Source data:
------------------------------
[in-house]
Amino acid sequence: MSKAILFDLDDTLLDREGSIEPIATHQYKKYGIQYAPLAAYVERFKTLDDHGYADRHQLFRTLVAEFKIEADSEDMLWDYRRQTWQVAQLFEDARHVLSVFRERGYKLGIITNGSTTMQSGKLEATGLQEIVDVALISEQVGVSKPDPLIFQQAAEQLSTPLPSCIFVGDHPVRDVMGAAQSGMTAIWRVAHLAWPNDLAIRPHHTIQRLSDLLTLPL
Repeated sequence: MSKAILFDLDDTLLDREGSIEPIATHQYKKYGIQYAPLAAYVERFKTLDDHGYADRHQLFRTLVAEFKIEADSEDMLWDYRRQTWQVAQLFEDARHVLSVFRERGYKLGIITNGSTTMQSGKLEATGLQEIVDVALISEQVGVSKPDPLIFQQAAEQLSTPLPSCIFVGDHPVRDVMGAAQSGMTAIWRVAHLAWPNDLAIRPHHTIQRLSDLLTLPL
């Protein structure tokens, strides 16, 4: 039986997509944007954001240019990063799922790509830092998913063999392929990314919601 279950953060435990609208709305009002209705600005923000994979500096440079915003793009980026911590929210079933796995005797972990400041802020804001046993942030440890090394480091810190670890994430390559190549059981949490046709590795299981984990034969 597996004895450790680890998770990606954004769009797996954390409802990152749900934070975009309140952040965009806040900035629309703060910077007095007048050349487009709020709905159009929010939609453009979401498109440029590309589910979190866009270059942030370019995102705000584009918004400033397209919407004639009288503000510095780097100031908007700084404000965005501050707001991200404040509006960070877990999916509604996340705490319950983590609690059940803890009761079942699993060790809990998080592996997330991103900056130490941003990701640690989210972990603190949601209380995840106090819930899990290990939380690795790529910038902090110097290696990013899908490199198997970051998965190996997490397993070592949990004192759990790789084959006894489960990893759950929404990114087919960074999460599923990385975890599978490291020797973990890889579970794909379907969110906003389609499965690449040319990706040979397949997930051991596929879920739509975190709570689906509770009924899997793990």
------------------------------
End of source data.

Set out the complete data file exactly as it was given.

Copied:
[in-house]
Amino acid sequence: MSKAILFDLDDTLLDREGSIEPIATHQYKKYGIQYAPLAAYVERFKTLDDHGYADRHQLFRTLVAEFKIEADSEDMLWDYRRQTWQVAQLFEDARHVLSVFRERGYKLGIITNGSTTMQSGKLEATGLQEIVDVALISEQVGVSKPDPLIFQQAAEQLSTPLPSCIFVGDHPVRDVMGAAQSGMTAIWRVAHLAWPNDLAIRPHHTIQRLSDLLTLPL
Repeated sequence: MSKAILFDLDDTLLDREGSIEPIATHQYKKYGIQYAPLAAYVERFKTLDDHGYADRHQLFRTLVAEFKIEADSEDMLWDYRRQTWQVAQLFEDARHVLSVFRERGYKLGIITNGSTTMQSGKLEATGLQEIVDVALISEQVGVSKPDPLIFQQAAEQLSTPLPSCIFVGDHPVRDVMGAAQSGMTAIWRVAHLAWPNDLAIRPHHTIQRLSDLLTLPL
């Protein structure tokens, strides 16, 4: 039986997509944007954001240019990063799922790509830092998913063999392929990314919601 279950953060435990609208709305009002209705600005923000994979500096440079915003793009980026911590929210079933796995005797972990400041802020804001046993942030440890090394480091810190670890994430390559190549059981949490046709590795299981984990034969 597996004895450790680890998770990606954004769009797996954390409802990152749900934070975009309140952040965009806040900035629309703060910077007095007048050349487009709020709905159009929010939609453009979401498109440029590309589910979190866009270059942030370019995102705000584009918004400033397209919407004639009288503000510095780097100031908007700084404000965005501050707001991200404040509006960070877990999916509604996340705490319950983590609690059940803890009761079942699993060790809990998080592996997330991103900056130490941003990701640690989210972990603190949601209380995840106090819930899990290990939380690795790529910038902090110097290696990013899908490199198997970051998965190996997490397993070592949990004192759990790789084959006894489960990893759950929404990114087919960074999460599923990385975890599978490291020797973990890889579970794909379907969110906003389609499965690449040319990706040979397949997930051991596929879920739509975190709570689906509770009924899997793990």